In the same way as other artists, Manss Aval – a Californian lover of nature, Life and its varied possibilities of transformation and change – is both a painter and a photographer. However, the photographer in him strongly prevails.
As we know from the end of the 1960’s, photography was supplanted by an objective documentation of reality, first with television and then computers. So with its vocation resized, in a certain sense, photography retreated into itself – the same occurred for painting at the end of the nineteenth century – to become almost self-referential.
As Giulio Argan rightly remarked as early as 1989, “it was through the confrontation with photography, that art gradually broke away to differentiate itself from the classic concept of mimesis and to form its own morphology and lexicon, without naturalistic roots. But the division did not last, photography entered that domain too: it presented itself as a more conceptual than technical action, potentially as creative as art and even more so.” So photography and the enjoyment of it became purely conceptual, so much so that this technique definitively entered the universe of Art and it was possible to see clear similarities in the various currents of contemporary art of the time, such as Informel, Lyrical abstraction, French Nouveau Réalisme, New Dada and Minimalism.
Throughout his professional life, Manss Aval has favored two clearly-documented paths that are seemingly contradictory but which actually complement his personality. On the one hand, we see geometric dynamism made up of symmetries – chromatic or even veering towards an icy black and white (see the Symmetries-monochrome series) – in his digital shots, surreally inspired by futuristic photography, which emanate evanescent fluids that in turn recall optical and kinetic art. On the other, we witness the rigor of a pure and essential shot, again in color or black and white, but one that is figurative, taken from the world that we observe every day (an elderly man sitting on a bench, a dead leaf in Still Moments, a flight of birds or a waterfall).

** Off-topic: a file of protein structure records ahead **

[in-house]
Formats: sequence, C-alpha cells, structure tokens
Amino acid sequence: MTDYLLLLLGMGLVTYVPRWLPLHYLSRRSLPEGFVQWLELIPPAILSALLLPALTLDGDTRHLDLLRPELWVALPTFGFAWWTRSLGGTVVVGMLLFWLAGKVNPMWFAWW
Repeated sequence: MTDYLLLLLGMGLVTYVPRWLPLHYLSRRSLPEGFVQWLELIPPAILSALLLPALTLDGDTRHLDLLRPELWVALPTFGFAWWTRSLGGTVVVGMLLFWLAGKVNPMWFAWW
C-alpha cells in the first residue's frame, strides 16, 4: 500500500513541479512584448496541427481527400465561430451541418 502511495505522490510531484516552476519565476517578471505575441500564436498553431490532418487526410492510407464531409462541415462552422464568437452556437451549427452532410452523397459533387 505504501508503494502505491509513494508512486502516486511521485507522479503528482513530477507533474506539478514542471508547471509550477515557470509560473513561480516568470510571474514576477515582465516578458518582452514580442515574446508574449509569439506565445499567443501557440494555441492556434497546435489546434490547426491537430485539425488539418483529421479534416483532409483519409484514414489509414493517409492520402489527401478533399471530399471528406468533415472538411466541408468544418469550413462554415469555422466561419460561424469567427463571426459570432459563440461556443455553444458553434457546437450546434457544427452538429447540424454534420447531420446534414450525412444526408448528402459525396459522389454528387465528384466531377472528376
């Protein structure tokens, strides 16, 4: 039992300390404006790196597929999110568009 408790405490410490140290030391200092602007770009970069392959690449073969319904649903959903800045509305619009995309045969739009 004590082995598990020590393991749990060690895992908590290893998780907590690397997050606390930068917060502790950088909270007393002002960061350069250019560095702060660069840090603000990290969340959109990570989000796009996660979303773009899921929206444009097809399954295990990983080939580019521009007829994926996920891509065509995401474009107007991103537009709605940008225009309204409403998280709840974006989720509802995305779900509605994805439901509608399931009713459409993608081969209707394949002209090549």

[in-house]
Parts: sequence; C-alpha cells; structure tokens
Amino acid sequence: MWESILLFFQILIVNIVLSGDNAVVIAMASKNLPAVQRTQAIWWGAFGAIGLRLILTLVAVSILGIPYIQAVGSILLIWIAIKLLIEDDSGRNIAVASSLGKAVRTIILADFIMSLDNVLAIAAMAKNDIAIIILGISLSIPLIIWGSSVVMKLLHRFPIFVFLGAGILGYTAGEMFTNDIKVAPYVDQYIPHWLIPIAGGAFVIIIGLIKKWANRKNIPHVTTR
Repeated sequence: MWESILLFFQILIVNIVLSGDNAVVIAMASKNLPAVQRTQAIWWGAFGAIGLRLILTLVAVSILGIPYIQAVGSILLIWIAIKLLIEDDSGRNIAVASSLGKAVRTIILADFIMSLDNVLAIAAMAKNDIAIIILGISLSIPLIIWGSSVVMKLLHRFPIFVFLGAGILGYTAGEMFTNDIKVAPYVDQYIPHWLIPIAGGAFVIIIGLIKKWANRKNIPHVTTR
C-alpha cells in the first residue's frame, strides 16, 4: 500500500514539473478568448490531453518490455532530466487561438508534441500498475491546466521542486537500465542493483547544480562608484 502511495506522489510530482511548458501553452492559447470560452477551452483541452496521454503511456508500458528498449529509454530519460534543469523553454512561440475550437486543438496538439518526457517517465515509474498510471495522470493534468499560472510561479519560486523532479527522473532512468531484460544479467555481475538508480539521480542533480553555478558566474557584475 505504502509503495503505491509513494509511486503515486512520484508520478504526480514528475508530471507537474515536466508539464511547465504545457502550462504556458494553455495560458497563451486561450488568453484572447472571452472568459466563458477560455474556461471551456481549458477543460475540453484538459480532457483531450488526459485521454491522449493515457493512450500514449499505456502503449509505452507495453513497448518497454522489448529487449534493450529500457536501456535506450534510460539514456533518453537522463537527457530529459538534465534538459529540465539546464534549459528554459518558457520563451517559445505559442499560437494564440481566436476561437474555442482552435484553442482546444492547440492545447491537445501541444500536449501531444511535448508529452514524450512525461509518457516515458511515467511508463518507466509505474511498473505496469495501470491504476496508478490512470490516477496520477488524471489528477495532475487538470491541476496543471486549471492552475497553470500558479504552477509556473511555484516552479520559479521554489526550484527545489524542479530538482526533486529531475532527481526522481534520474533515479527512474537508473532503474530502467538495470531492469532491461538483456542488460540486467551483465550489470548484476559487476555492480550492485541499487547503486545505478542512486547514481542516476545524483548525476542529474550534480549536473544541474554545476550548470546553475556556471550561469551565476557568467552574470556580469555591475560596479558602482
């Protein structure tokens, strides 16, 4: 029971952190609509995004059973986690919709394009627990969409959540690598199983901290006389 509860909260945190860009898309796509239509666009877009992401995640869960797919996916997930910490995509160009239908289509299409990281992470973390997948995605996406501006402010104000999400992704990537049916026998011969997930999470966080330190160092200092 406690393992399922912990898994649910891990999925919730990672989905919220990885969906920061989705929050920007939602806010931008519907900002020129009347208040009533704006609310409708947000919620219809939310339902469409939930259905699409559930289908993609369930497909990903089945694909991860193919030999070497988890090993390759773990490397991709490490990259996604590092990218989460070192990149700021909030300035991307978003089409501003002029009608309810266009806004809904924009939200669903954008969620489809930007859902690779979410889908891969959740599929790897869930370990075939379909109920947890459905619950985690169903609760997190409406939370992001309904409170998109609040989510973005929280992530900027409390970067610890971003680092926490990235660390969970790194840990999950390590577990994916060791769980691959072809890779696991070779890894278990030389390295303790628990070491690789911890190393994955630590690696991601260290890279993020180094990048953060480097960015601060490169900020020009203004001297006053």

Interestingly, Manss Aval may experiment with the same shot – with its formal analogies both to traditional photography or manipulated with a post-production elaboration – either in a black and white or a color version, the latter then sometimes finding its pictorial evolution in an oil painting on canvas. Undoubtedly, there are two main factors that have influenced Manss Aval and these experiments: Minimalism and lyrical, broadly symbolic, suggestions.
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